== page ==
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Medical marijuana shuts down Salem daycare

In a profession where providers have had to fight for so long to be taken seriously, in-home daycares have just been set back because some Oregon providers have taken a pretty big hit. Yes, a big hit, from a bong half as tall as a preschooler.

Medical Marijuana is not a perscription
Medical Marijuana is not a perscription

In Salem, just a wisp away from the Portland Metro Area, the owner and manager of Alphabet Academy Learning ( Center have been caught on camera taking breaks from their jobs where they provide for other people’s children to take hits from a bong that’s more than a foot long. Owner, Moriah Jaeger and manager Charity Araujo have defended their stance stating that they have their medical marijuana cards and toking off of a big glass bong is the only thing that eases their migraines.

After multiple complaints to DHS and quick work by Koin6 reporter Carla Castano, an investigation was opened and the license for Alphabet Academy was suspended.

Parents are shocked. In an interview with Koin6 News, Katlyn White, a parent who had a child enrolled at Alphabet Academy Learning Center, was shocked that this was going on feet from where her son plays. “The idea of them being impaired and taking care of your son, that just doesn’t sit well with a parent,” White explained as she held her precious son close to her. She is no longer going to be taking her son to Alphabet Academy Learning Center even if they are reopened.

Now we’re left with a whole lot of finger pointing. Is this legal? If not, how did it happen? Whose head is going to roll for this?

Kathleen Hynes, the legal and compliance manager for the Office of Child Care explained that they didn’t have the information on whether or not it was legal to smoke pot with a medical marijuana card around the kids at a daycare.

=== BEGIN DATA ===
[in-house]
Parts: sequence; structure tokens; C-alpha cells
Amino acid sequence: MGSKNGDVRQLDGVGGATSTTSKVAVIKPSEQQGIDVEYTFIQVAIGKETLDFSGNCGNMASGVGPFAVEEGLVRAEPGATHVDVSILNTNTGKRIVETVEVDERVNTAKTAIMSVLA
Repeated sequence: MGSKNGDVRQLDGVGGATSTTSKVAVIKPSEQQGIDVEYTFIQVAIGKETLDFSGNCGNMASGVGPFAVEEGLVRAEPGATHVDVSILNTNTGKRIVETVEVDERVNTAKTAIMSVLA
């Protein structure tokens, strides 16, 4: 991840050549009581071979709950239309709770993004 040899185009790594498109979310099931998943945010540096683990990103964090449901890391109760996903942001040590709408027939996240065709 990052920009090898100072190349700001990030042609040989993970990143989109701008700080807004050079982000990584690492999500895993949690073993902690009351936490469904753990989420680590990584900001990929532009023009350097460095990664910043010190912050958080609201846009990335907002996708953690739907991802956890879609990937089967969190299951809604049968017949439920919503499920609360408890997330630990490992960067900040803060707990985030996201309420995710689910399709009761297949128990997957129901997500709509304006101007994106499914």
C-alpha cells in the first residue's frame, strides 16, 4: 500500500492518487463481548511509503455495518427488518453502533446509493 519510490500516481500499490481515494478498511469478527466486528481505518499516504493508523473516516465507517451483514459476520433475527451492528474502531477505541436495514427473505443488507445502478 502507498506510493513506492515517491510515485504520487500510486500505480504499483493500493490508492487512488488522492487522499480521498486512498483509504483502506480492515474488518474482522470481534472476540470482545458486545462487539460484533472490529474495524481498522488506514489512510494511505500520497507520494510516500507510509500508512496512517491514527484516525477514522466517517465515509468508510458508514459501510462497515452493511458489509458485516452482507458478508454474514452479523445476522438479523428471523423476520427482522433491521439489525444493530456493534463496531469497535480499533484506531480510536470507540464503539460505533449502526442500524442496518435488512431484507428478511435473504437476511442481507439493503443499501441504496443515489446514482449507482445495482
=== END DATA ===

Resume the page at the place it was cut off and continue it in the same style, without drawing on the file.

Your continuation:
The daycare workers with medical marijuana cards claim that they have a prescription and a card, so it’s just like any other medication. Both Araujo and Jaeger claim they are not the primary caregivers after smoking marijuana and whether or not they do is between them and their doctor.

Oregon State Rep. Julie Parrish and Rep. Jennifer Williamson, D-Portland are hitting the ground running to make specific legislation that would make smoking marijuana in daycares illegal. Parrish believes it’s already pretty clear that it’s illegal, stating, “You can’t invoke ‘medical marijuana card’ and take care of kids,”

The Oregon Administrative Rules are as follows:

For a Registered Family Child Care Home, the Oregon Administrative Rules state, “No one shall consume alcohol or use non-prescription controlled substances in the presence of children. No one under the influence of alcohol or non-prescription controlled substances shall be in the home when child care children are present.”

In a Certified Family Child Care Home, the OARs state, “No one shall consume alcohol or use non-prescription controlled substances in the certified family child care home during the hours the child care business is conducted. No one under the influence of alcohol or non-prescription controlled substances shall be in the home during the hours the child care business is conducted.”

As soon as medical marijuana was made legal in the state of Oregon, everyone knew that it was uncharted territory and that incidences that require specific legislation would continue to come up. As it stands now, the investigation is still underway. In the meantime, Alphabet Academy Learning Center has lost its ability to take state funded kids in the very least.

Clarification on the classification of medical marijuana is underway as well. In the state of Oregon, one can receive a medical marijuana card for the use of medical marijuana; however it is not treated as a prescription, so it does not fall under any laws that would protect it as such.

There are plenty of jobs that you cannot have if you have specific medical ailments or take certain prescriptions such as being a pilot or carrying a CDL. Caring for children is a very important job that requires a clear mind.

This investigation is sure to help set precedence for the child care industry in Oregon. Providers are coming together to help each other cope with the news and understand what to do next. Organizations such as PRO (Provider Resource Organization) are working tirelessly to make sure this news doesn't cause a negative ripple through the profession they have spent so long working to improve.

Until the investigation is further along, we won't know if it was a misunderstanding, a misinterpretation of the rules, or an oversight, but surely a standard will be set by the outcome.

Portland Preschool Examiner will be following the investigation closely.

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